SEATTLE – AUGUST 2015 by Kristiina Hiukka
We live in the era of constant innovating. The saying “standing still means moving backwards” reflects the modern times. Trying to keep up with – or speeding past – the competition and fast-paced changes in the market place, even the most established companies are required to create fluidity, flexibility, and adaptability in their organizations. Business environments are moving to more porous boundaries of functions and positions, between the employees and customers, transparency of financials, and shared ownership of knowledge than ever before. There is also a deep understanding that for the new technologies to serve the market in the most opportune ways, they should be developed by a population as diverse as its users. Yet, this is not currently the case. Only recently technology companies began publishing their (dismal) diversity numbers – which made it clear that diversity in STEM fields is still just an aspiration, not reality.
However, the importance of it is reflected in the increasing number of articles of the topic, and leaders like Satya Nadella, CEO of Microsoft, claiming it a strategic issue and requiring bias training for all employees. The strategic elements of the business become amplified when the leader or the top leadership team prioritizes them. This is well illustrated in the conversation that has emerged about gender imbalance in the tech industry and leadership across all industries. CEO Marc Benioff of Salesforce has taken this to heart as he laments in a CNN Money interview that he wishes that he could unwind time back to 16 years ago when he started Salesforce, and “put this women’s equality issue into the culture from the beginning.” Salesforce has now adopted equality in pay and parity in hiring as aggressive strategic goals. This kind of commitment to diversity is not a moral issue but a critical business case.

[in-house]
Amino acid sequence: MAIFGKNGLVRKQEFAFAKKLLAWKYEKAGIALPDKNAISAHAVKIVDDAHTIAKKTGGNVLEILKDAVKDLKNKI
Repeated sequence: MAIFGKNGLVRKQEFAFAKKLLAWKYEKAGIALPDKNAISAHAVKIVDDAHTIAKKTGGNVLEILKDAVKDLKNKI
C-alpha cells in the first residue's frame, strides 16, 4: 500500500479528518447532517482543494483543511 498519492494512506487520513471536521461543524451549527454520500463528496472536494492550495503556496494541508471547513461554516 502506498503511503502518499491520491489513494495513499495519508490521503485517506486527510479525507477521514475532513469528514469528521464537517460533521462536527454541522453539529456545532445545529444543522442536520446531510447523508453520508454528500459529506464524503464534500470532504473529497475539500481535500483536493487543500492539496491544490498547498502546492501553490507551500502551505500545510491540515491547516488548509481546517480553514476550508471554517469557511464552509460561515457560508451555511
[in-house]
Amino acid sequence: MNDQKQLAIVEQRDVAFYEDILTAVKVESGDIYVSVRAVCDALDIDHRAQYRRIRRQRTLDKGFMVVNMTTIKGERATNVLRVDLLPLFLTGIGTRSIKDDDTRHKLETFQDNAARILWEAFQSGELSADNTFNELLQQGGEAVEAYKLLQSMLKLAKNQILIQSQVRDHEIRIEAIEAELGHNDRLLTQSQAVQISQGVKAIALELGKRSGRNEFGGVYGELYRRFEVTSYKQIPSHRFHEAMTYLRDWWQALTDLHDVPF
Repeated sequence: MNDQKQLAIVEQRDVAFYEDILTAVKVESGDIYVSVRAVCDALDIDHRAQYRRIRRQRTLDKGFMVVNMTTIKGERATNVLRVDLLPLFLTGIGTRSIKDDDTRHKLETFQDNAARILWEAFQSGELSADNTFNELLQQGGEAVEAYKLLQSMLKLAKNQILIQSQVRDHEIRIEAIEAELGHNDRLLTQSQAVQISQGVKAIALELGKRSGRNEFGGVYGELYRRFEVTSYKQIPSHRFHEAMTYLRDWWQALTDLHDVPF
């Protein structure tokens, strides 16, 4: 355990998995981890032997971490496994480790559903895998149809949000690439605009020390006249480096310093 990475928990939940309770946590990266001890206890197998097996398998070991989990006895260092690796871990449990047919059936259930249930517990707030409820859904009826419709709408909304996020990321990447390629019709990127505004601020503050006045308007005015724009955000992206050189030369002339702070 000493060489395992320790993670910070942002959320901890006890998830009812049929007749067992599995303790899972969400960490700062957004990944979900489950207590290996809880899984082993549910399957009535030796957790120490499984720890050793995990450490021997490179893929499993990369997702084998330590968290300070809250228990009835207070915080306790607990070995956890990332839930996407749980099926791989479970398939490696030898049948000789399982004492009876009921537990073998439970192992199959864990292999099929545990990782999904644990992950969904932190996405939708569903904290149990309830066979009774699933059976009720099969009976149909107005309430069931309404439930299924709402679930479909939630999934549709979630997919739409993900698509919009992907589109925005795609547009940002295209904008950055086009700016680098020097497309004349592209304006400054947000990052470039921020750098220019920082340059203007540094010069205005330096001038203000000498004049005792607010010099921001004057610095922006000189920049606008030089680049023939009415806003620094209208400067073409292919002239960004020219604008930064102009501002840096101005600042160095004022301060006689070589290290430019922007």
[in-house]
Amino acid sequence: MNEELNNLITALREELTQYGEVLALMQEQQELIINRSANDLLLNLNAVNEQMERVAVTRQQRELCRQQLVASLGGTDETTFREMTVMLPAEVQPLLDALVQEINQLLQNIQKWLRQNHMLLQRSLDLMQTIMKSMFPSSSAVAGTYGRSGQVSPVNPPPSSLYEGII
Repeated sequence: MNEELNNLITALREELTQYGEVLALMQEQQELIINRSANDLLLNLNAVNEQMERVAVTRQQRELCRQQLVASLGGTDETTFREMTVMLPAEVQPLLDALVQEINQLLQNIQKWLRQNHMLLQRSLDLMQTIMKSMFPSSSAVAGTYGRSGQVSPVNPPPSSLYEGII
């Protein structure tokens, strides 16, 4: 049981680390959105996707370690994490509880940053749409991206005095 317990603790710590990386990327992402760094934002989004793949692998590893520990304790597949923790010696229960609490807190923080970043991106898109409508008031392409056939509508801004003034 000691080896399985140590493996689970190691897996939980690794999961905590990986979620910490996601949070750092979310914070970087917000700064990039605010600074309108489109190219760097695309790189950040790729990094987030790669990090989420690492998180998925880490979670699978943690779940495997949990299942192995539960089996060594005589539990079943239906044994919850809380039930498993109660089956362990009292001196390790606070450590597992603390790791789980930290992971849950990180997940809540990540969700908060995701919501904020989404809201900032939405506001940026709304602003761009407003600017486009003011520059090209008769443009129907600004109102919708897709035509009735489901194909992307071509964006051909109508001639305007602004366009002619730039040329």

As a society, we lose out on potential innovations when we do not have a diverse workforce fully participating in technology creation. Research shows that teams with diversity improve creativity, problem-solving, and productivity. Teams with 50:50 gender membership have shown to be more experimental and more efficient. Extensive research has found that groups with greater diversity generate a wider variety of potential strategies and solve complex problems better and faster than do homogenous groups. Hiring women, and people of varying races and ethnicities for improving diversity numbers is only half of the coin. The other half is that the hiring must be planned strategically, and the culture must be diversity friendly, inclusive. If this is not the case, retaining diverse talent will become a problem.
In case there is a wide culture gap, or the culture does not match the expectations of the talent, in a study by a research firm Catalyst, almost 50% of both high potential women and men said they would be likely to leave. If the culture gap was narrow, only 3% of women would leave while 23% of men might still consider it. If attracting diverse talent and boosting retention is a strategic goal, investing in building an inclusive culture pays off royally.